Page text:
It is significant that pauranic descriptions of Shiv show him as the least domesticated and the most rebellious of all the gods, one whose appearance and adventures border on the weird. He is so unlike a normal husband that Sati's father never forgives her for marrying Shiv. Yet Hindu women have selectively domesticated him for their purpose, emphasising his devotion to Sati/Parvati as well as the fact that he allowed his spouse an important role in influencing his decisions. At the same time these women conveniently overlook the many very prominent and contradictory aspects of his life and deeds.
Interestingly, Parvati is not just seen as a grihalakshmi, as someone whose reign is confined to the domestic sphere. She often also controls and guides Shiv's dealings with the outside world, constantly goading him to be more generous, compassionate and sensitive to the needs of his bhakts.
While there has been a lot of discussion and analysis of the demands put on women in the Hindu tradition, the sacrifices expected of ideal wives, we have failed to evaluate the demands put on an ideal husband. The Hindu tradition might valourise wives who put up with tyrannical husbands gracefully but it does not valourise unreasonable husbands. On the contrary, it places heavy demands on them and expects very high levels of sexual and emotional loyalty from them if they are to qualify as "good husbands". Shiv, for instance, is perceived as someone who cannot live without Parvati. He is said to have no desire for other women. He is supposed to have roamed around the world like a crazed being carrying Parvati's dead body on his shoulders after she jumped into the fire to protest against her father's insult to her husband. His tandava threatens to destroy the whole world and he rests only after he has brought her back to life. However, most women realise that a Shiv like husband is not easy to get. Therefore, they need other strategies to make husbands act responsibly.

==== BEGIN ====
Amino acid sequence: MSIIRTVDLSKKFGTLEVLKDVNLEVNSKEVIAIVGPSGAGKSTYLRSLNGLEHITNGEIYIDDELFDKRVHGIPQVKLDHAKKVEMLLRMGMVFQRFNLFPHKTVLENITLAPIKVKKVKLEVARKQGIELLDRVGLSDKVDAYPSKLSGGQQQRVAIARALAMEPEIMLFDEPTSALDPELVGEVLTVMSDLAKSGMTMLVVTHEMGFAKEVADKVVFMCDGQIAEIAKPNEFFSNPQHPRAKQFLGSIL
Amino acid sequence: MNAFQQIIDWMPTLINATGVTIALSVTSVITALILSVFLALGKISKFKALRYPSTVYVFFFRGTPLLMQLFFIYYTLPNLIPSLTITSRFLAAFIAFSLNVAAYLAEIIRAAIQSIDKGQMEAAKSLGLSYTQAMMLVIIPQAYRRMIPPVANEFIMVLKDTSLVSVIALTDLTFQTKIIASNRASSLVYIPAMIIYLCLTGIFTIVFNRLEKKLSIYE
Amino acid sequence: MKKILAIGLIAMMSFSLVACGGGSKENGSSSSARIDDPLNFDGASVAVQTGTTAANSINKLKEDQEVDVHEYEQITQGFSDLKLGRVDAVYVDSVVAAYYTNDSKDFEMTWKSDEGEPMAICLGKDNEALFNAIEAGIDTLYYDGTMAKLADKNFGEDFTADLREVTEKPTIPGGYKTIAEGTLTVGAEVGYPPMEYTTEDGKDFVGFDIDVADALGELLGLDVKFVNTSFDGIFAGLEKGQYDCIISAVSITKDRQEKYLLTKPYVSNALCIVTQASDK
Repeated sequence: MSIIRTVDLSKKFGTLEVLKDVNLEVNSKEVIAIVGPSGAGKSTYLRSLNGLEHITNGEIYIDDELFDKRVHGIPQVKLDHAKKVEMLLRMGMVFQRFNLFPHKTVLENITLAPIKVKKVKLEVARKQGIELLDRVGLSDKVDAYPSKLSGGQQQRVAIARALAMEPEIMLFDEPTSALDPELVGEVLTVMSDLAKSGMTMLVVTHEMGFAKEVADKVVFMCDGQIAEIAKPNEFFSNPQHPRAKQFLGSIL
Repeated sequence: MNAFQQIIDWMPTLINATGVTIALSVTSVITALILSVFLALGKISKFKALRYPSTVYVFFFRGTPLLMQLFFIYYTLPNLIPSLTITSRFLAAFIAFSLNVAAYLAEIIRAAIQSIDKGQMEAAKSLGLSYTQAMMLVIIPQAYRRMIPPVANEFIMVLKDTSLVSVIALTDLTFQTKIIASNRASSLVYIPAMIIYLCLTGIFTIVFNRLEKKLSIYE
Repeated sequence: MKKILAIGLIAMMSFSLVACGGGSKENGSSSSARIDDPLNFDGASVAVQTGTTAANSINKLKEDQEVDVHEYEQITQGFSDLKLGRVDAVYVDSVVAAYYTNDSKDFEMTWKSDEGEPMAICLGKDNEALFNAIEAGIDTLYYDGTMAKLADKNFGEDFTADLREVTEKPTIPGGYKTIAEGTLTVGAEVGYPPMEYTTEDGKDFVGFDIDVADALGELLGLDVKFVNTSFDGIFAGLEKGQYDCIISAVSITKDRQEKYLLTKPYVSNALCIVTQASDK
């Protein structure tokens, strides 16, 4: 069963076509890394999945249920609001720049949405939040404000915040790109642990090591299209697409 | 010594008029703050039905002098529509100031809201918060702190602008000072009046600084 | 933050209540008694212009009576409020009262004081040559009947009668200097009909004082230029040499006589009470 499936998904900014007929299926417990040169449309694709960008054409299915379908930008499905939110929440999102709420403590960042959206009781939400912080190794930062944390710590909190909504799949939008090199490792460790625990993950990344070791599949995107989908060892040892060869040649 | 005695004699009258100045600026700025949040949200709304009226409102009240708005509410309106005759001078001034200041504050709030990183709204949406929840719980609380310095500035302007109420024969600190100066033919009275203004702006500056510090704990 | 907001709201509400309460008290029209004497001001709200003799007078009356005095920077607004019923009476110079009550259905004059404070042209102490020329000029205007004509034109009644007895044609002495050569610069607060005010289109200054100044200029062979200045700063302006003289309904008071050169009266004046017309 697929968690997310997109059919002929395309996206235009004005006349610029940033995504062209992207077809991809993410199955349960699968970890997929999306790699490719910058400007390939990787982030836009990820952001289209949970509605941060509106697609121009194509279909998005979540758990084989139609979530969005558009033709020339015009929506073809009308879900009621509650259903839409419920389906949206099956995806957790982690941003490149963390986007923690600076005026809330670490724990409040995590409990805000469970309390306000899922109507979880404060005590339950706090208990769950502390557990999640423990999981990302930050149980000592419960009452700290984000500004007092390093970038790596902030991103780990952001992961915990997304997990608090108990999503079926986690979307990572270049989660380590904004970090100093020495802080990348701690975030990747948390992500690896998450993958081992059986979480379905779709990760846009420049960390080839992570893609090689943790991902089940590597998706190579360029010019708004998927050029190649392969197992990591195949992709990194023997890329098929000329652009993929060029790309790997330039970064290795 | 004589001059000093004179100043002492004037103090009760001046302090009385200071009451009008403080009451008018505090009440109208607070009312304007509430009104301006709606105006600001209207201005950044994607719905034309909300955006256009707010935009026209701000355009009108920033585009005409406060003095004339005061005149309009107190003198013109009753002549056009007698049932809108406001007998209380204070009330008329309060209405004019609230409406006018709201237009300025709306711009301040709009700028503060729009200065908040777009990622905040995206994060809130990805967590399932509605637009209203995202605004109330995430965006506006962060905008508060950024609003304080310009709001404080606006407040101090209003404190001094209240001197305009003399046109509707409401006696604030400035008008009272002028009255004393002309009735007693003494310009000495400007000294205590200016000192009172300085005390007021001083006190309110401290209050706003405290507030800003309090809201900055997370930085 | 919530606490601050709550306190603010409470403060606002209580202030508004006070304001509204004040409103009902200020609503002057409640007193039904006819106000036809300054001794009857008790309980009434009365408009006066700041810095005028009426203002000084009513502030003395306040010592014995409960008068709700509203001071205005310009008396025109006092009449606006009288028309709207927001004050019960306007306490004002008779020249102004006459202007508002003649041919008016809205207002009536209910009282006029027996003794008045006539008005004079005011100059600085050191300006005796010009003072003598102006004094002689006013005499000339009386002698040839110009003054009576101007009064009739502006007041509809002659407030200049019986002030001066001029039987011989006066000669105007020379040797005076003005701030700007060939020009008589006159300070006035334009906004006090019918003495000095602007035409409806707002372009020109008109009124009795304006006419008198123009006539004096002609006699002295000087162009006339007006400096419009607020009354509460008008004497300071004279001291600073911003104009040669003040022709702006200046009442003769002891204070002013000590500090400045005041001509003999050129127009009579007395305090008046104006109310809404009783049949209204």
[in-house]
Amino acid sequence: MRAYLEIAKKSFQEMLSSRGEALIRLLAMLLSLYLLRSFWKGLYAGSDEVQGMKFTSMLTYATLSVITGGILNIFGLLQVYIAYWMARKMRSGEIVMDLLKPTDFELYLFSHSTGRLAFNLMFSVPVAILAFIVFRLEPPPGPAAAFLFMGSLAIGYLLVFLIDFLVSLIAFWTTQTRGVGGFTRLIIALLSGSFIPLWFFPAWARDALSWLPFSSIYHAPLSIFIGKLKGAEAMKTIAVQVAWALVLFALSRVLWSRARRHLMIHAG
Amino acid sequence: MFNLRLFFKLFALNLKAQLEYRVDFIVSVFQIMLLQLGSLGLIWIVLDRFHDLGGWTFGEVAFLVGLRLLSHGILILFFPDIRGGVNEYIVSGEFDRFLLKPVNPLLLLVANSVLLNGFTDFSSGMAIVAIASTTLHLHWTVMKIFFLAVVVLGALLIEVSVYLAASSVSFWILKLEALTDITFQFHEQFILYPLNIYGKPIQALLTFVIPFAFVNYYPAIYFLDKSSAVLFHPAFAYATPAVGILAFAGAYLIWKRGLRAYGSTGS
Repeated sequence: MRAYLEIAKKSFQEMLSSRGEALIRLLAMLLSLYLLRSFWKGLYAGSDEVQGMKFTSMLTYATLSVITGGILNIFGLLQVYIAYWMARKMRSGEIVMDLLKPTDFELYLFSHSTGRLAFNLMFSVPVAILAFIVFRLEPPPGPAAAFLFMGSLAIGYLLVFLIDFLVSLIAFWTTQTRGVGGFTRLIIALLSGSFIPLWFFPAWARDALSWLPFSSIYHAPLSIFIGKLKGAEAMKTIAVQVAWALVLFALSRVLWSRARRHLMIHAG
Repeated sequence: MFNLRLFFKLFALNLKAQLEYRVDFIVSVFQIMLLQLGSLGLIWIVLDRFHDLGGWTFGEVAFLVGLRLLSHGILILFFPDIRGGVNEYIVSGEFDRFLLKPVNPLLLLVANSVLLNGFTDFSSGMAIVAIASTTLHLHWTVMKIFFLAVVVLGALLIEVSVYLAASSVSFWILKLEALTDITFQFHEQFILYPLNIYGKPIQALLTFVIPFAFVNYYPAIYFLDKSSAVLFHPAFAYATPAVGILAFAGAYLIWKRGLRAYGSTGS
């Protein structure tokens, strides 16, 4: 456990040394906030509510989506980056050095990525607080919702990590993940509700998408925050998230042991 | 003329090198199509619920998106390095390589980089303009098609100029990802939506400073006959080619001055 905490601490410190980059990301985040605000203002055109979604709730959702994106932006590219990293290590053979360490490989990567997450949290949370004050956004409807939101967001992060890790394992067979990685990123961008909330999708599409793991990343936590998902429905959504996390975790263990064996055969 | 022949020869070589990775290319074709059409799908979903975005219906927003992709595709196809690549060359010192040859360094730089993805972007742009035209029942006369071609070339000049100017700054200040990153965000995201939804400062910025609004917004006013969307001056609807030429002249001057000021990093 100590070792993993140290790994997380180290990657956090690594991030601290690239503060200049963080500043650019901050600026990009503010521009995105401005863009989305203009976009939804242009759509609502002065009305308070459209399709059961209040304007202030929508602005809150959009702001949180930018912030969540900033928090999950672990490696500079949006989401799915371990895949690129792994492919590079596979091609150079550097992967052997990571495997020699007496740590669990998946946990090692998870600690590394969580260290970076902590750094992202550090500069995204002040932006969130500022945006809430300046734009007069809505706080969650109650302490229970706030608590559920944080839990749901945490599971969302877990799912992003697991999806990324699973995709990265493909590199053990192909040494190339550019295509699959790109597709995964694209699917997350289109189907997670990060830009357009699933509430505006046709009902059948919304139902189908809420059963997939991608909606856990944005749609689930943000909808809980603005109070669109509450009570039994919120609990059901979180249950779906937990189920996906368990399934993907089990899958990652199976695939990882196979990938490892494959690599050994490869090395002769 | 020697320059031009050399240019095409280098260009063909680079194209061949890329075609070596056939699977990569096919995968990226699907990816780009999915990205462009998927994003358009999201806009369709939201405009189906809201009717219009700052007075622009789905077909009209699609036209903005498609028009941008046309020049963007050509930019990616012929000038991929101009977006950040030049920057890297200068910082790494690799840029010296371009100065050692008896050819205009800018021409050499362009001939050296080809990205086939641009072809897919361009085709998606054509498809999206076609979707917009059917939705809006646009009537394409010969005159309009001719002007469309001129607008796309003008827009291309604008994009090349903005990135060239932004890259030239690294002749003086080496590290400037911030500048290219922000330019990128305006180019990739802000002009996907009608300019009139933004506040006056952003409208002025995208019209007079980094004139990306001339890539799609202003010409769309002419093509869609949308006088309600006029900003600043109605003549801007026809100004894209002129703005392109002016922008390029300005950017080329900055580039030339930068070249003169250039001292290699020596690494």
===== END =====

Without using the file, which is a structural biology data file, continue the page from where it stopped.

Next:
There are several practical reasons why Sita-like behaviour makes sense to Indian women. The outcome of marriage in India depends not just on the attitude of a husband but as much on the kind of relationship a women has with her marital family and extended kinship group. If, like Sita, she commands respect and affection from the latter, she can frequently count on them to intervene on her behalf and keep her husband from straying, from behaving unreasonably. Similarly, once her children grow up, they can often play an effective role in protecting her from being needlessly bullied by her husband, and bring about a real change in the power equation in the family, because in India, children, especially sons, frequently continue living with their parents even after they are grown up. A woman can hope to get her marital relatives and her children to act in her favour only if she is seen as being more or less above reproach.
Most women realise that it is not easy to tie men down to domestic responsibility. You need a lot of social and familial controls on men in order to prevent them from extra-marital affairs which can seriously jeopardise the stability of a marriage. Thus, they think it is best to avoid taking on the ways of men. To respond to a husband's unreasonableness or extra-marital affair by seeking a divorce or having an affair herself would only allow men further excuses to legitimise their irresponsible behaviour. Thus, it is a strategy to domesticate men, to minimise the risk of marriage breakdown and of having to be a single parent, with its consequent effect on children. A man breaking off with a Sita-like wife is likely to invite widespread disapproval in his social circle and is therefore, more likely to be kept under a measure of restraint, even if he has a tendency to stray.